Here’s why Obama’s campaign to kill as many al Qaeda suspects as possible is ill-conceived: with every “success” the opportunities for gathering vital intelligence diminish.
Obama’s biggest trophy — the death of Osama bin Laden — might have been the biggest failure of all. News of the capture of Naamen Meziche demonstrates why suspected terrorists are worth vastly more alive rather than dead.
BBC News reports: A French man who is suspected of being a key militant working for al-Qaeda has been arrested close to the border with Iran, officials say.
Naamen Meziche was detained during a security operation in the area.
He is described as being an associate of senior al-Qaeda leader Younis al-Mauritani, who was detained in 2011 accused of planning attacks on Europe.
Born in 1970 and of Algerian descent, Meziche is an “important” al-Qaeda member in Europe, experts say.
He is believed to have belonged to the Hamburg cell that the US says masterminded the 9/11 attacks.
Meziche reportedly recruited jihadists at a radical mosque in the northern German city, which authorities closed in 2010 because they said it was encouraging fanaticism.
Three of the 9/11 hijackers, including ringleader Mohammed Atta – who piloted the first plane into New York’s World Trade Centre – met regularly at the mosque before moving to the US.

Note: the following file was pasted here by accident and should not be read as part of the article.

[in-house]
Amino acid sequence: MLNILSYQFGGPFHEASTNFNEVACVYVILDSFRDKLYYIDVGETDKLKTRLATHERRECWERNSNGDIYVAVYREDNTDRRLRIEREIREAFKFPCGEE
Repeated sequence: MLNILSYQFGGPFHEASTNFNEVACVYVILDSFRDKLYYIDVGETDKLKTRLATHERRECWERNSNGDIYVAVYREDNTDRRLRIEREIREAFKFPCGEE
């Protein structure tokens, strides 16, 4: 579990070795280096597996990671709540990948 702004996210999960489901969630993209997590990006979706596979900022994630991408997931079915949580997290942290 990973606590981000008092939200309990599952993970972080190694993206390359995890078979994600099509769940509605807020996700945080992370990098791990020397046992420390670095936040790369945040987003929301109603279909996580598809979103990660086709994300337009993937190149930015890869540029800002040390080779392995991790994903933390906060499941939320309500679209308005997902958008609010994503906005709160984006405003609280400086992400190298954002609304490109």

A Pakistani official told the AFP news agency that Meziche was “among the very close associates” of Mauritani who was himself arrested on 5 September 2011 by Pakistani agents – believed to have been co-operating with the CIA – in the city of Quetta.
Mauritani was believed to have been ordered by Osama Bin Laden – before his death last year – to plan attacks on Australia, Europe and the United States.
Correspondents say that Meziche’s arrest highlights the key role played by the Pakistani security forces in the anti al-Qaeda campaign of the US, even though Washington and Islamabad are going through one of the rockiest stages in their relationship since the 9/11 attacks.
Tensions are also high because of continuing Pakistani resentment over the US decision to kill Bin Laden in May 2011 without telling Pakistan.
They have become further strained over US drone strikes on Pakistani soil and Islamabad’s refusal to re-open a Nato supply route to Afghanistan which it closed down in November after 24 of its soldiers were killed on the border in a Nato air strike.
Neither Meziche nor Mauritani feature on the US FBI list of most wanted terrorists.